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Monday, July 25, 2011

Woo hoo! Fare-jumper tickets on MAX.

Tri-Met's acting all rough and tough on the legion of scofflaws who don't pay money to ride Portland's wonderful, turnstile-free rail network. Those tickets are $175 apiece!

Yes, but Tri-Met actually nets only $69 of that -- the rest goes to the state and the county. And so, to pay for the six new fare "supervisors," who probably make $100,000 a year including benefits, it would take 8,696 citations that actually get paid every year to break even. That's 24 new paid citations every day, including weekends, above what Tri-Met's already been collecting. Think that's gonna happen?

They don't have this problem on buses -- at least the ones on which the driver actually enforces the fare rules.

Comments (15)

It's more complicated than that. If Tri-Met can demonstrate that the overall fare compliance rate goes up as a result of the new fare inspectors then it can argue that they are worth it fiscally no matter how many tickets they write.

Of course they will also have to account for the cost of conducting a statistically valid study of the issue too :)

I smell a no-bid unpaid fines collections company contract comin' up.

In addition to Gordon's point, I'd imagine there are safety benefits to having the extra presence on board. I don't think they need to break even in citation revenue to be worth it.

I frequently ride on TriMet buses, and I have never seen a bus driver neglect to enforce the fare. In fact, I have witnessed several instances of people being ejected for attempting to ride without paying.

Why can't TriMet install turnstiles?? They could probably do so for some small fraction of what they are investing to build another line to Milwaukie.

"I don't think they need to break even in citation revenue".
Obviously, Aaron you don't own, nor are you responsible for any sort of business, which must not only break even, but show a profit to survive.
As long as TriMet is allowed to do what ever it pleases at the expense of the taxpayer this type fiscal irresponsibility will continue.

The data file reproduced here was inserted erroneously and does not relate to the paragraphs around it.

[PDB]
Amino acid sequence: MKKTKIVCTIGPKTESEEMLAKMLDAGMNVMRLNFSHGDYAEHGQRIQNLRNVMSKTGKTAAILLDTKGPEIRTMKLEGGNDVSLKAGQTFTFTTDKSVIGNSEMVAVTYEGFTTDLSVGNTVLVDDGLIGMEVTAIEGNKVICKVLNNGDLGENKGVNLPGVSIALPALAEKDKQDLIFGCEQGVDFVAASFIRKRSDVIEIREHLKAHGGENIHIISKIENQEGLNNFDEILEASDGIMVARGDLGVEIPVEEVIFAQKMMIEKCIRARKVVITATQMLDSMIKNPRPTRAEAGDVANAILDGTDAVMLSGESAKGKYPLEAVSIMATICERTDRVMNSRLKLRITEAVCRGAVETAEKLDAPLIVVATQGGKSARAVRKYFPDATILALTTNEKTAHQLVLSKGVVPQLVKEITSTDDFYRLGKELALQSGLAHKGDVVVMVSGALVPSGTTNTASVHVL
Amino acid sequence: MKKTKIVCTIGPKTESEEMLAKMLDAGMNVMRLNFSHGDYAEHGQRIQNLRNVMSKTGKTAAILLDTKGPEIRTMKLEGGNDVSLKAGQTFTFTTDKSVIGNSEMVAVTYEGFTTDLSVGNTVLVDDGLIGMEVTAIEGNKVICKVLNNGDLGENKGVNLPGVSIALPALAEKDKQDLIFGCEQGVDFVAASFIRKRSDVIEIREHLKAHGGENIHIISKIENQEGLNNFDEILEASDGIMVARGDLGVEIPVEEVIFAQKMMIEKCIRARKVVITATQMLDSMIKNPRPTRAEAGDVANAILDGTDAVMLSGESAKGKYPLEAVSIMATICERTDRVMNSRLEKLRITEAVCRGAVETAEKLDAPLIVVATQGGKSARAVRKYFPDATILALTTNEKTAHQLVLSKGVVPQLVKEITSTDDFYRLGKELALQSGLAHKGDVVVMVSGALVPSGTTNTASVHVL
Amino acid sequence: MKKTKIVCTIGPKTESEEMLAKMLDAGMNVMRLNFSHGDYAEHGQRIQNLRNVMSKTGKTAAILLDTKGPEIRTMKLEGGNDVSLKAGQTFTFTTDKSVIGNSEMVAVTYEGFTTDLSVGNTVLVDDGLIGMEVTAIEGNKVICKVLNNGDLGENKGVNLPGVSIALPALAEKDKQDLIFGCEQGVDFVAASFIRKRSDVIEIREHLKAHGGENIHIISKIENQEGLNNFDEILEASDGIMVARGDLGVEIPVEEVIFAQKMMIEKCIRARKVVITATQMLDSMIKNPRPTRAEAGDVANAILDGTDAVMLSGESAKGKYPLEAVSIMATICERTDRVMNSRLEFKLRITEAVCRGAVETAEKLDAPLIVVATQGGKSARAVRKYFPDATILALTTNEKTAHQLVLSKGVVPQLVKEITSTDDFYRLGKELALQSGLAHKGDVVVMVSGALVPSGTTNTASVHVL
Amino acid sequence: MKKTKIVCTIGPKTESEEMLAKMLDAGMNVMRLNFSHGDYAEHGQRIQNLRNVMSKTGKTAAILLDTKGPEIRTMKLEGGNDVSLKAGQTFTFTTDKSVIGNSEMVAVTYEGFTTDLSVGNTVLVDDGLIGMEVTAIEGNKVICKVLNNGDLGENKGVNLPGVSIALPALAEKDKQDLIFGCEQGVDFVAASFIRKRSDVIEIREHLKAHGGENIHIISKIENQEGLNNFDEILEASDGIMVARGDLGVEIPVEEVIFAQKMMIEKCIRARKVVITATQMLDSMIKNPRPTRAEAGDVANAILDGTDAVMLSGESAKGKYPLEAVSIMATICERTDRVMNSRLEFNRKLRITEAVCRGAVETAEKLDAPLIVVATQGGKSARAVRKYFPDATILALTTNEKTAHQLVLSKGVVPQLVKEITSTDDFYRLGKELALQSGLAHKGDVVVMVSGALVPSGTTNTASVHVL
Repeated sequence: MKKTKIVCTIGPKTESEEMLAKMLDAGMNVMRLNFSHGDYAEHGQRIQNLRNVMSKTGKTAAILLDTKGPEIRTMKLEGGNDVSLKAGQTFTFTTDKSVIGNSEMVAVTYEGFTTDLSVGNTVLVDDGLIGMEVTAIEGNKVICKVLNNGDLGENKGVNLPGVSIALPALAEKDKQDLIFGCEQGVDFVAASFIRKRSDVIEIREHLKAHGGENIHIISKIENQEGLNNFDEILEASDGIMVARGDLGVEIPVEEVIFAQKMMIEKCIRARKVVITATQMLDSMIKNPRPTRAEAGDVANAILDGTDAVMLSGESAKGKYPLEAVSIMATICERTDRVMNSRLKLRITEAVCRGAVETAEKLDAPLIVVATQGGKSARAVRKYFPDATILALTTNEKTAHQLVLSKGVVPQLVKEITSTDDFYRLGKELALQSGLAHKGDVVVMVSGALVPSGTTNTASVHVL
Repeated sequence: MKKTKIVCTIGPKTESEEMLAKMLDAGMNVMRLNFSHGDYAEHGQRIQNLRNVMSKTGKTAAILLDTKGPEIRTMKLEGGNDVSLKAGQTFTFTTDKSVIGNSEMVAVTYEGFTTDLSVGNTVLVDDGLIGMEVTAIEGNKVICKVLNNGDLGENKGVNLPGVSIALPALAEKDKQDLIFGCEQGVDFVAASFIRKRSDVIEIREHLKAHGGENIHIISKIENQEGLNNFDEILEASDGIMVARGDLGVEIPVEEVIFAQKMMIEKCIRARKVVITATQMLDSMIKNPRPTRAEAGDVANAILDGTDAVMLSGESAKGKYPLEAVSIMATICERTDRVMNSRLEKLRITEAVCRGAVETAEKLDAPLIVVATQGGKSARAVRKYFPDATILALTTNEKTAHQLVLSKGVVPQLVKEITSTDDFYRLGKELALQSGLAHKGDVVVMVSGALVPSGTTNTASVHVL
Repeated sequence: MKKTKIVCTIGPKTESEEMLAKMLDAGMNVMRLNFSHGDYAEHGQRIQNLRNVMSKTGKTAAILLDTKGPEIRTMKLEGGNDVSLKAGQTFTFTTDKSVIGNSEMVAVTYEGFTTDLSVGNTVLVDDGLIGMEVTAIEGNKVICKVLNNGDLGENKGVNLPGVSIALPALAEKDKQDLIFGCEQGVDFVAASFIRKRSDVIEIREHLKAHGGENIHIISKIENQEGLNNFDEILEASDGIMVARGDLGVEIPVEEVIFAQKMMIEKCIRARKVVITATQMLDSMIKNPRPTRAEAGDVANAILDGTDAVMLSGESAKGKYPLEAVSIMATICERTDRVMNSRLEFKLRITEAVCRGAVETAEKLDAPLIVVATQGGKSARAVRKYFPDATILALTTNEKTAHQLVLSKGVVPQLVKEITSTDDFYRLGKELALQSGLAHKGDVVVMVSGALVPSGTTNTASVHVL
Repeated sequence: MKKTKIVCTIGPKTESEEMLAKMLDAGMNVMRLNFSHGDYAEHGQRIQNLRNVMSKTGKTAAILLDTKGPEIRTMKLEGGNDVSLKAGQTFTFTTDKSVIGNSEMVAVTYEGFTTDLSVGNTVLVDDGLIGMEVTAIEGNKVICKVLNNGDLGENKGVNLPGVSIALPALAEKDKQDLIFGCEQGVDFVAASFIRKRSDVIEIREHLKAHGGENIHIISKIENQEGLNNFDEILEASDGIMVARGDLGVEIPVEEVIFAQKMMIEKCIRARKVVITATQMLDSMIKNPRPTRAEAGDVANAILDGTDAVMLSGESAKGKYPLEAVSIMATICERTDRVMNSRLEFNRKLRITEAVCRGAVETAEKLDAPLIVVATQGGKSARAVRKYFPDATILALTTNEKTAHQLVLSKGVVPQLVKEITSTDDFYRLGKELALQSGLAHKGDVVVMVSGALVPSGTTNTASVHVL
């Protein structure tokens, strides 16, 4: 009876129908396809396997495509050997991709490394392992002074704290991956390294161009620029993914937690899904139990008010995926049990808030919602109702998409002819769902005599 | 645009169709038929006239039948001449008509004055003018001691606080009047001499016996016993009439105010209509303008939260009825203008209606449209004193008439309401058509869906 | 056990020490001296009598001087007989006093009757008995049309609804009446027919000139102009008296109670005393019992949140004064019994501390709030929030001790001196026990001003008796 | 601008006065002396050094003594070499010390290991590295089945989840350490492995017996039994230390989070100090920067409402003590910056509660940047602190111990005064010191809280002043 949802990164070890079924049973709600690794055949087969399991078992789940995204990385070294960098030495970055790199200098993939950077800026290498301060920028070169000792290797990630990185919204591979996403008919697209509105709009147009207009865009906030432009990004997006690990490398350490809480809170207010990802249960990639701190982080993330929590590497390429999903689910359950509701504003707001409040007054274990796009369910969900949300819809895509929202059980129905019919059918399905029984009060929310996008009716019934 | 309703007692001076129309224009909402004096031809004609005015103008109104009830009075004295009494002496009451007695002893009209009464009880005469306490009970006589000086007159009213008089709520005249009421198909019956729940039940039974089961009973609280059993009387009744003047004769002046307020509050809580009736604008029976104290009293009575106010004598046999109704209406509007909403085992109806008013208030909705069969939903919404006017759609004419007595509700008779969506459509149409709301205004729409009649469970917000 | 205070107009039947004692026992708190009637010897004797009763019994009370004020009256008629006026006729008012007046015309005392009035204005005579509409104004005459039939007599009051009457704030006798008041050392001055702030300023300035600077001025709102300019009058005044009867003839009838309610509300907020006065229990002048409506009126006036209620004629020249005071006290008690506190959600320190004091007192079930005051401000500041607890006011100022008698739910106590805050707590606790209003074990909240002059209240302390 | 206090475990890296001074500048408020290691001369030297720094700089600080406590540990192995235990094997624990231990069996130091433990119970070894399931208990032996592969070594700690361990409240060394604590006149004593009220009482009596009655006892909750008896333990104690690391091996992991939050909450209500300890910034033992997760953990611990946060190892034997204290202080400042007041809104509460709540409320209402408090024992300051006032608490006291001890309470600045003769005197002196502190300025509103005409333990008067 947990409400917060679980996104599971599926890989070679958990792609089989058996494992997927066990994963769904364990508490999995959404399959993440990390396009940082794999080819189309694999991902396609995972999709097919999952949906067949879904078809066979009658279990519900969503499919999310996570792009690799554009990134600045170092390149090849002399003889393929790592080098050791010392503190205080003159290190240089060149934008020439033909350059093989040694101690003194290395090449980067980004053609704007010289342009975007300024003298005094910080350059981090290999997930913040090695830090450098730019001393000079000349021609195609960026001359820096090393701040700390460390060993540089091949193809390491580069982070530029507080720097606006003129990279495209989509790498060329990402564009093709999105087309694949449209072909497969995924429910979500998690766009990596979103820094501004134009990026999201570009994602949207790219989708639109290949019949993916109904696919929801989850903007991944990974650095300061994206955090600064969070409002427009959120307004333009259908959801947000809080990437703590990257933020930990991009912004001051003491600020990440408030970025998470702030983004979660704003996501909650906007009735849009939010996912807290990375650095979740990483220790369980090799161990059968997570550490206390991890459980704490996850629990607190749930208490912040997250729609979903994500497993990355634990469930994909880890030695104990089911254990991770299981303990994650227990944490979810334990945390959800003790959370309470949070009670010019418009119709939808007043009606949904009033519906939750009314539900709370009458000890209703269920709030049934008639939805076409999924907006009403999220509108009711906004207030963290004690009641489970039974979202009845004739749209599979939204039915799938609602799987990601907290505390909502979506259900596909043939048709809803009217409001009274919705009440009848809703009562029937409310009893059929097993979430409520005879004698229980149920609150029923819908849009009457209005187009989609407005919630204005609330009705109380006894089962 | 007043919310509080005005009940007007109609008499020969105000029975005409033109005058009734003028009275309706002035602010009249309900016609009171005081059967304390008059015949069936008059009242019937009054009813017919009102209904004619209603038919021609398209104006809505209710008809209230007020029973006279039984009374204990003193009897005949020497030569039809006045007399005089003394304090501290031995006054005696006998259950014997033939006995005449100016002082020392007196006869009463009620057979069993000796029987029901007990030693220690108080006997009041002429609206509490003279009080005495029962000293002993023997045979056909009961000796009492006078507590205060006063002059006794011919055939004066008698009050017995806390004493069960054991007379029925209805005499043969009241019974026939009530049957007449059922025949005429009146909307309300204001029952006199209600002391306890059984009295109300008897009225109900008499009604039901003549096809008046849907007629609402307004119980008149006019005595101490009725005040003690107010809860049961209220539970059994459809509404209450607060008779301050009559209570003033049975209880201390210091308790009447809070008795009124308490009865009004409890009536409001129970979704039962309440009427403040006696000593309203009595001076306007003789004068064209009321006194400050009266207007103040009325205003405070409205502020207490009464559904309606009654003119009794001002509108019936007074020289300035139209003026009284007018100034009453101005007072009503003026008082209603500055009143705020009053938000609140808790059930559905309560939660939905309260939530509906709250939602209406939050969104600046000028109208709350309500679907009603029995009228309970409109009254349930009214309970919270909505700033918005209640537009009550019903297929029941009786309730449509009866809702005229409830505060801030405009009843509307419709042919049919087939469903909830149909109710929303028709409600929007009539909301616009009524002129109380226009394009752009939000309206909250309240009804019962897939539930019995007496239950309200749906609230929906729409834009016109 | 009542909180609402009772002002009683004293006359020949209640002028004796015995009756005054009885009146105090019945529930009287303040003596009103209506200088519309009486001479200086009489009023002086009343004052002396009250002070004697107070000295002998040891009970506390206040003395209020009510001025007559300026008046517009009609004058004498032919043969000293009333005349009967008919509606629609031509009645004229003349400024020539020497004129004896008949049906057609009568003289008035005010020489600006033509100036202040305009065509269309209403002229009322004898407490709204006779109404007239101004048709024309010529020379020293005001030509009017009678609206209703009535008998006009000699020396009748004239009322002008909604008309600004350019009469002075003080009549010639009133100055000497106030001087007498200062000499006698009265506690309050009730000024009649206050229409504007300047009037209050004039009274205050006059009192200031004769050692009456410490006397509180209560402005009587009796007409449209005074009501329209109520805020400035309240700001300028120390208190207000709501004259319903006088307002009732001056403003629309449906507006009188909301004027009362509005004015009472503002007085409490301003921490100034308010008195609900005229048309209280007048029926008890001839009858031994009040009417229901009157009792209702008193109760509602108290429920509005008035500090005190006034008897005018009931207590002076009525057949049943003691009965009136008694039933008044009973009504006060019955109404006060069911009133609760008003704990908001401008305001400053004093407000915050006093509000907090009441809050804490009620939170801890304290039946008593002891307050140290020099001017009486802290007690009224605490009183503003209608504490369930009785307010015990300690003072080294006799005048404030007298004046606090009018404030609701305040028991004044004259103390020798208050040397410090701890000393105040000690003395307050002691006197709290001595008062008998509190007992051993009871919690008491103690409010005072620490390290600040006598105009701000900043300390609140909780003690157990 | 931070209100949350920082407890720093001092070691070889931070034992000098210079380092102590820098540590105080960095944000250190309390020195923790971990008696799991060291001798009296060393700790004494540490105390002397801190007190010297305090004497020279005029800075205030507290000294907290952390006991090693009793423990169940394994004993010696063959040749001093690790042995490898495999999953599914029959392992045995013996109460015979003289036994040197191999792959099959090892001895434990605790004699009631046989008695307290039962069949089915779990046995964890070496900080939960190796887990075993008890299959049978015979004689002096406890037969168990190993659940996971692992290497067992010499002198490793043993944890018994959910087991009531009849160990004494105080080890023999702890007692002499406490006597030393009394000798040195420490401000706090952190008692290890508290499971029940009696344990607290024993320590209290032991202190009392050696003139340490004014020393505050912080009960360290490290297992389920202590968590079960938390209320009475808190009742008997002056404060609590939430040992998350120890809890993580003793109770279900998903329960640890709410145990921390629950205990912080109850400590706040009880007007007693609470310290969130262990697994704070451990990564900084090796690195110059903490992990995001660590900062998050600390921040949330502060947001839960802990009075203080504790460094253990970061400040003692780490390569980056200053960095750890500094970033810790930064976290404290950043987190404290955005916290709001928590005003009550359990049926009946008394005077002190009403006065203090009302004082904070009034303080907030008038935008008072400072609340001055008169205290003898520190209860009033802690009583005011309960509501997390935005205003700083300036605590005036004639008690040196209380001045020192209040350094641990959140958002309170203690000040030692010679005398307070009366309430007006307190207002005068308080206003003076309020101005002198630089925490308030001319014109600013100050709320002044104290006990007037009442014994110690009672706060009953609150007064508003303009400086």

"Why can't TriMet install turnstiles??"

We ust keep in mind how dishonest TriMet is.

They've been inflating ridership numbers for years.

TriMet is probably afraid turnstiles will discourage ridership and count the rest more accurately.

Also there are new crime numbers for the Green line and they are nervous about more truth effecting the MLR, LO streetcar and CRC/light rail.

Their pretense of security increase will be costly and not be enough to curb the problem.

They have known for along time they need to spend much more for a lot more police presense.
But they are TriMet running a racket while pretending to be a transit agency.

Look for Neil McFarlane to looking at retirement soon.

Lynn Peterson is right now trying to help the governor appoint two o the right kind of people to replace Clark and Schwietzer.

Imagine the qualifications Peterson is looking for.

They have to be like her.

Question: When cities hire more police, do they generally expect them to "pay for themselves" or "make a profit?"

And: When cities lay off police, do they necessarily become more "profitable?"

Just asking.

PS: I own a business - a couple of them.

If they won't pay to ride, then I'll bet 90% of those cheaters sure as heck won't pay the fine if caught. So I guess to get 24 cites paid every day there would need to be about 240 cites issued every day. Probably not going to happen, but that's OK

The fare inspectors could certainly do the job for less, but on the fip side there may some positives here. Maybe everyday working folks will start to board and ride if the miscreants are finally held accountable and/or sent packing. Maybe it is a livability issue to make sure that all is fair.

There are many enforcement endeavors out there that make life a little better for us all, and don't show a profit. I just wish they could have added more inspectors for the same cost.

If TriMet were to take care of what it already has, instead of expanding that would be a huge improvement.